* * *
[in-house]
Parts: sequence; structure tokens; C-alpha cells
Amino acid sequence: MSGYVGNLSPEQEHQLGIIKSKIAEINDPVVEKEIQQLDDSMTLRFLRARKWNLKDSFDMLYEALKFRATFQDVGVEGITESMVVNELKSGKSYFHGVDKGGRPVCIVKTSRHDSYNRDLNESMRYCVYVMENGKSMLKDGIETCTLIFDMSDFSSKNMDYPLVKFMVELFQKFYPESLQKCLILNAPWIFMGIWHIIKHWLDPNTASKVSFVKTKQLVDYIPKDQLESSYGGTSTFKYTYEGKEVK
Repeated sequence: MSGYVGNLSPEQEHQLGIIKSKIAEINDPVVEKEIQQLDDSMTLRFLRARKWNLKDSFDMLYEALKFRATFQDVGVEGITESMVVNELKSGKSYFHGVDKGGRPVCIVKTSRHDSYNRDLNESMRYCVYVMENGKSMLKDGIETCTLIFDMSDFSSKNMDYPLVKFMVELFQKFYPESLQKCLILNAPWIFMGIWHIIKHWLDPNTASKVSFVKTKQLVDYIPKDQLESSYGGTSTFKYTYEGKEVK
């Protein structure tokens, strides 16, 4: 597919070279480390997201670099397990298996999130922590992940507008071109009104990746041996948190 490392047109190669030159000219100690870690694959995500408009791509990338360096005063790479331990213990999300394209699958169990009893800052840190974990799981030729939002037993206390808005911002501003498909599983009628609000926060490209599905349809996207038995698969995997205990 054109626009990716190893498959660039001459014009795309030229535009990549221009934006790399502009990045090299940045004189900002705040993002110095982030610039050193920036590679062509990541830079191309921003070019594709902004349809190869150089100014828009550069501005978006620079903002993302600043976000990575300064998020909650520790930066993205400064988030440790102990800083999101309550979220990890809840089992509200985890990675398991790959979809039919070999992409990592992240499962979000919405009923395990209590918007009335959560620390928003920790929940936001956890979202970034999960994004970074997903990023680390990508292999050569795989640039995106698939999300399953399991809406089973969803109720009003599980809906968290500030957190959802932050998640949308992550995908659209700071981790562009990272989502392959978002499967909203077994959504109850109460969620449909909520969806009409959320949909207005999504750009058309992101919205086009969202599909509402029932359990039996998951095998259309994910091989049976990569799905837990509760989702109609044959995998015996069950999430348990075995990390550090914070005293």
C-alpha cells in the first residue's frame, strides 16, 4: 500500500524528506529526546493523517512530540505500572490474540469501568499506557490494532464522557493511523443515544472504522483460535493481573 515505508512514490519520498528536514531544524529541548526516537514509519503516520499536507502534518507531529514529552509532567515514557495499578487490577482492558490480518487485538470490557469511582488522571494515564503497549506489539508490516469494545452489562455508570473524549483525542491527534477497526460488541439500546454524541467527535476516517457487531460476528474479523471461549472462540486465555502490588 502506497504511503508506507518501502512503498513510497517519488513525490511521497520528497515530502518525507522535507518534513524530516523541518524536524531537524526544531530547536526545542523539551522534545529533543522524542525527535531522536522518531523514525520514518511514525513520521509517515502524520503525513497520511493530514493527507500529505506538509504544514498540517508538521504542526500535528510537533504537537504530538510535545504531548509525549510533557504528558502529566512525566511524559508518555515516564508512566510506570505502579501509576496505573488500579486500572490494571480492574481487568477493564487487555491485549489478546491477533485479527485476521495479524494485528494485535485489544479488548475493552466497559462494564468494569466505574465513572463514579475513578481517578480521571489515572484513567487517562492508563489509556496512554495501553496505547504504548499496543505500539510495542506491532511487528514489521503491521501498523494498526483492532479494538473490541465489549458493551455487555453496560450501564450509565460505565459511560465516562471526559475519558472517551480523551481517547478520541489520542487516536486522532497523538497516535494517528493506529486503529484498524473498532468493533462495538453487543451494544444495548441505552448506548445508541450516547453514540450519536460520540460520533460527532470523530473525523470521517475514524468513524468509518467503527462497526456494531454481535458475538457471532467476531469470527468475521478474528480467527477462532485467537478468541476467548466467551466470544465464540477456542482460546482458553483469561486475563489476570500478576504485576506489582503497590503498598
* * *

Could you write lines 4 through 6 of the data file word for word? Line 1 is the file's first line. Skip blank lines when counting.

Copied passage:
Repeated sequence: MSGYVGNLSPEQEHQLGIIKSKIAEINDPVVEKEIQQLDDSMTLRFLRARKWNLKDSFDMLYEALKFRATFQDVGVEGITESMVVNELKSGKSYFHGVDKGGRPVCIVKTSRHDSYNRDLNESMRYCVYVMENGKSMLKDGIETCTLIFDMSDFSSKNMDYPLVKFMVELFQKFYPESLQKCLILNAPWIFMGIWHIIKHWLDPNTASKVSFVKTKQLVDYIPKDQLESSYGGTSTFKYTYEGKEVK
């Protein structure tokens, strides 16, 4: 597919070279480390997201670099397990298996999130922590992940507008071109009104990746041996948190 490392047109190669030159000219100690870690694959995500408009791509990338360096005063790479331990213990999300394209699958169990009893800052840190974990799981030729939002037993206390808005911002501003498909599983009628609000926060490209599905349809996207038995698969995997205990 054109626009990716190893498959660039001459014009795309030229535009990549221009934006790399502009990045090299940045004189900002705040993002110095982030610039050193920036590679062509990541830079191309921003070019594709902004349809190869150089100014828009550069501005978006620079903002993302600043976000990575300064998020909650520790930066993205400064988030440790102990800083999101309550979220990890809840089992509200985890990675398991790959979809039919070999992409990592992240499962979000919405009923395990209590918007009335959560620390928003920790929940936001956890979202970034999960994004970074997903990023680390990508292999050569795989640039995106698939999300399953399991809406089973969803109720009003599980809906968290500030957190959802932050998640949308992550995908659209700071981790562009990272989502392959978002499967909203077994959504109850109460969620449909909520969806009409959320949909207005999504750009058309992101919205086009969202599909509402029932359990039996998951095998259309994910091989049976990569799905837990509760989702109609044959995998015996069950999430348990075995990390550090914070005293």
C-alpha cells in the first residue's frame, strides 16, 4: 500500500524528506529526546493523517512530540505500572490474540469501568499506557490494532464522557493511523443515544472504522483460535493481573 515505508512514490519520498528536514531544524529541548526516537514509519503516520499536507502534518507531529514529552509532567515514557495499578487490577482492558490480518487485538470490557469511582488522571494515564503497549506489539508490516469494545452489562455508570473524549483525542491527534477497526460488541439500546454524541467527535476516517457487531460476528474479523471461549472462540486465555502490588 502506497504511503508506507518501502512503498513510497517519488513525490511521497520528497515530502518525507522535507518534513524530516523541518524536524531537524526544531530547536526545542523539551522534545529533543522524542525527535531522536522518531523514525520514518511514525513520521509517515502524520503525513497520511493530514493527507500529505506538509504544514498540517508538521504542526500535528510537533504537537504530538510535545504531548509525549510533557504528558502529566512525566511524559508518555515516564508512566510506570505502579501509576496505573488500579486500572490494571480492574481487568477493564487487555491485549489478546491477533485479527485476521495479524494485528494485535485489544479488548475493552466497559462494564468494569466505574465513572463514579475513578481517578480521571489515572484513567487517562492508563489509556496512554495501553496505547504504548499496543505500539510495542506491532511487528514489521503491521501498523494498526483492532479494538473490541465489549458493551455487555453496560450501564450509565460505565459511560465516562471526559475519558472517551480523551481517547478520541489520542487516536486522532497523538497516535494517528493506529486503529484498524473498532468493533462495538453487543451494544444495548441505552448506548445508541450516547453514540450519536460520540460520533460527532470523530473525523470521517475514524468513524468509518467503527462497526456494531454481535458475538457471532467476531469470527468475521478474528480467527477462532485467537478468541476467548466467551466470544465464540477456542482460546482458553483469561486475563489476570500478576504485576506489582503497590503498598